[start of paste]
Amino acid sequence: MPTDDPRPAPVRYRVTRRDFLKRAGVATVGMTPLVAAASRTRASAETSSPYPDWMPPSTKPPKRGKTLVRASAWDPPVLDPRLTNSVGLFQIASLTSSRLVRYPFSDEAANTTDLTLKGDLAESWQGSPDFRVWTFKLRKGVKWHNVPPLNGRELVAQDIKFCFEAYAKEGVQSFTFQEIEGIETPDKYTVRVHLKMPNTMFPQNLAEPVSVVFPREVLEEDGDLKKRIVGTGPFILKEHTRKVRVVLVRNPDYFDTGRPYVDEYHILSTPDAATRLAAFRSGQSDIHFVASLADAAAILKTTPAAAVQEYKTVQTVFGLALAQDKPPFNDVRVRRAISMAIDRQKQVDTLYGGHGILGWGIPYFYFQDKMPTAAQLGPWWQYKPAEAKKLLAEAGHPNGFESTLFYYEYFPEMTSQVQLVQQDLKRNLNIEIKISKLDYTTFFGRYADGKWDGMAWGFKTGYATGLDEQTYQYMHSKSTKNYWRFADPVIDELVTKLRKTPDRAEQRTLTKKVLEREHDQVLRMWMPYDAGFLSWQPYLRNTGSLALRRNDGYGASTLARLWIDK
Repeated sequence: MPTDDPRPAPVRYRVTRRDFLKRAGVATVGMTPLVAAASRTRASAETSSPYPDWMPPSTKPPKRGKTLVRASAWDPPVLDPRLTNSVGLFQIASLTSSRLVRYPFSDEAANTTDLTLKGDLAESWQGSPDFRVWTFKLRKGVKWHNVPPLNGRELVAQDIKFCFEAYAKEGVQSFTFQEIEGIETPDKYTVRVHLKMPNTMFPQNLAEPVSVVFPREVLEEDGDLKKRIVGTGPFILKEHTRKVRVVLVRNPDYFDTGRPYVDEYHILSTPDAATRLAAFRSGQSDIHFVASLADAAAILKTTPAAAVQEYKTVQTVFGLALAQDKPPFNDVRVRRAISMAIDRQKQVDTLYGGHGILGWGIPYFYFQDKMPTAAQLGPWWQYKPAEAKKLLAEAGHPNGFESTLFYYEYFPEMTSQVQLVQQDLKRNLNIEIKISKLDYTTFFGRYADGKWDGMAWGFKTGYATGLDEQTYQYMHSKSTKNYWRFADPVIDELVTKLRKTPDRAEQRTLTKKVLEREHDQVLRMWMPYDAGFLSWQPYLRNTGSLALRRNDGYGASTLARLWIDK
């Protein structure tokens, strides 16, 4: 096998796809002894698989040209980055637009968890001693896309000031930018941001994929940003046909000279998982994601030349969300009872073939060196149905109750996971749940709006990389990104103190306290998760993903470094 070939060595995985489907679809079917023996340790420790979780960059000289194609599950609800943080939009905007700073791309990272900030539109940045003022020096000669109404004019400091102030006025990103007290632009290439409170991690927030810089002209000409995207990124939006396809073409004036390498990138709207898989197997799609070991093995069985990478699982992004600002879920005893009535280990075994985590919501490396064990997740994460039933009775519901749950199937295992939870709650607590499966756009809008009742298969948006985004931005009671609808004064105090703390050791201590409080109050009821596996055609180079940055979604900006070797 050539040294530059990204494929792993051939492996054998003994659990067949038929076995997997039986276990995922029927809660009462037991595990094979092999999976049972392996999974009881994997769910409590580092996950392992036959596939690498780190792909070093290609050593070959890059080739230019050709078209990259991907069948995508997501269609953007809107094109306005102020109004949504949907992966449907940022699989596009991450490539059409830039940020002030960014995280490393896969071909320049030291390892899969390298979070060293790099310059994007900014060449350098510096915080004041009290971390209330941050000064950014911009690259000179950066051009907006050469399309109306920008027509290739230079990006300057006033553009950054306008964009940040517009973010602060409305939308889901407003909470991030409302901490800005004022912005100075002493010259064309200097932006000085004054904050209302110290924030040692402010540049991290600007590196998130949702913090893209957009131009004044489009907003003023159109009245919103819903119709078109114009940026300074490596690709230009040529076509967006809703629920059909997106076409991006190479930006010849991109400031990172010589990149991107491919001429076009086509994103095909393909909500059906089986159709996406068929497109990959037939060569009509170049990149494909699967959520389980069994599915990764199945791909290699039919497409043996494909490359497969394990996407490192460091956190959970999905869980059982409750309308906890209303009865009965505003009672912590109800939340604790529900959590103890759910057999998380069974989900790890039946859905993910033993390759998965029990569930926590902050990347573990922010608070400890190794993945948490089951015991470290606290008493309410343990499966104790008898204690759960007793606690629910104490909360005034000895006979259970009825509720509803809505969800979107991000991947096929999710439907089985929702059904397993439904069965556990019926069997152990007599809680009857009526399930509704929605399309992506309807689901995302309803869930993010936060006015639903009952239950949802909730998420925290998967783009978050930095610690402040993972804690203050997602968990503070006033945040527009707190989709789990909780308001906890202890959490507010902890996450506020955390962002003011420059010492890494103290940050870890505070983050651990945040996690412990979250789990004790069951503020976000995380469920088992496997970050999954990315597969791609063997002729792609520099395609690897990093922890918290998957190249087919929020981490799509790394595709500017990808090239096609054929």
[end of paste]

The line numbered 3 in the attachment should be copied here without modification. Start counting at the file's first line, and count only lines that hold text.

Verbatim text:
């Protein structure tokens, strides 16, 4: 096998796809002894698989040209980055637009968890001693896309000031930018941001994929940003046909000279998982994601030349969300009872073939060196149905109750996971749940709006990389990104103190306290998760993903470094 070939060595995985489907679809079917023996340790420790979780960059000289194609599950609800943080939009905007700073791309990272900030539109940045003022020096000669109404004019400091102030006025990103007290632009290439409170991690927030810089002209000409995207990124939006396809073409004036390498990138709207898989197997799609070991093995069985990478699982992004600002879920005893009535280990075994985590919501490396064990997740994460039933009775519901749950199937295992939870709650607590499966756009809008009742298969948006985004931005009671609808004064105090703390050791201590409080109050009821596996055609180079940055979604900006070797 050539040294530059990204494929792993051939492996054998003994659990067949038929076995997997039986276990995922029927809660009462037991595990094979092999999976049972392996999974009881994997769910409590580092996950392992036959596939690498780190792909070093290609050593070959890059080739230019050709078209990259991907069948995508997501269609953007809107094109306005102020109004949504949907992966449907940022699989596009991450490539059409830039940020002030960014995280490393896969071909320049030291390892899969390298979070060293790099310059994007900014060449350098510096915080004041009290971390209330941050000064950014911009690259000179950066051009907006050469399309109306920008027509290739230079990006300057006033553009950054306008964009940040517009973010602060409305939308889901407003909470991030409302901490800005004022912005100075002493010259064309200097932006000085004054904050209302110290924030040692402010540049991290600007590196998130949702913090893209957009131009004044489009907003003023159109009245919103819903119709078109114009940026300074490596690709230009040529076509967006809703629920059909997106076409991006190479930006010849991109400031990172010589990149991107491919001429076009086509994103095909393909909500059906089986159709996406068929497109990959037939060569009509170049990149494909699967959520389980069994599915990764199945791909290699039919497409043996494909490359497969394990996407490192460091956190959970999905869980059982409750309308906890209303009865009965505003009672912590109800939340604790529900959590103890759910057999998380069974989900790890039946859905993910033993390759998965029990569930926590902050990347573990922010608070400890190794993945948490089951015991470290606290008493309410343990499966104790008898204690759960007793606690629910104490909360005034000895006979259970009825509720509803809505969800979107991000991947096929999710439907089985929702059904397993439904069965556990019926069997152990007599809680009857009526399930509704929605399309992506309807689901995302309803869930993010936060006015639903009952239950949802909730998420925290998967783009978050930095610690402040993972804690203050997602968990503070006033945040527009707190989709789990909780308001906890202890959490507010902890996450506020955390962002003011420059010492890494103290940050870890505070983050651990945040996690412990979250789990004790069951503020976000995380469920088992496997970050999954990315597969791609063997002729792609520099395609690897990093922890918290998957190249087919929020981490799509790394595709500017990808090239096609054929």